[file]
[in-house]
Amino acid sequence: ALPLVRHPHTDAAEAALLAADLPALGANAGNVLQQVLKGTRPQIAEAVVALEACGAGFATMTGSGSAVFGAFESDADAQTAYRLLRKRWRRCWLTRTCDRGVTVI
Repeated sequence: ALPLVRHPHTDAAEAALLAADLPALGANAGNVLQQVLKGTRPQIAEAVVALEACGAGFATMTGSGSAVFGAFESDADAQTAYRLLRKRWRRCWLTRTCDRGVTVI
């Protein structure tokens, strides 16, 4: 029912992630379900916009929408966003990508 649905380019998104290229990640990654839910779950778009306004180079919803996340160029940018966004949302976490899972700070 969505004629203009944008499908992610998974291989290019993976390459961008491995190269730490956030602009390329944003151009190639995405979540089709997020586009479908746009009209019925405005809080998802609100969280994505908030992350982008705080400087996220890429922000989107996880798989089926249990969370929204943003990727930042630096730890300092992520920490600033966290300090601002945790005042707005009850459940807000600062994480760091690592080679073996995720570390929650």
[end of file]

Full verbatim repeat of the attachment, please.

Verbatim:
[in-house]
Amino acid sequence: ALPLVRHPHTDAAEAALLAADLPALGANAGNVLQQVLKGTRPQIAEAVVALEACGAGFATMTGSGSAVFGAFESDADAQTAYRLLRKRWRRCWLTRTCDRGVTVI
Repeated sequence: ALPLVRHPHTDAAEAALLAADLPALGANAGNVLQQVLKGTRPQIAEAVVALEACGAGFATMTGSGSAVFGAFESDADAQTAYRLLRKRWRRCWLTRTCDRGVTVI
């Protein structure tokens, strides 16, 4: 029912992630379900916009929408966003990508 649905380019998104290229990640990654839910779950778009306004180079919803996340160029940018966004949302976490899972700070 969505004629203009944008499908992610998974291989290019993976390459961008491995190269730490956030602009390329944003151009190639995405979540089709997020586009479908746009009209019925405005809080998802609100969280994505908030992350982008705080400087996220890429922000989107996880798989089926249990969370929204943003990727930042630096730890300092992520920490600033966290300090601002945790005042707005009850459940807000600062994480760091690592080679073996995720570390929650």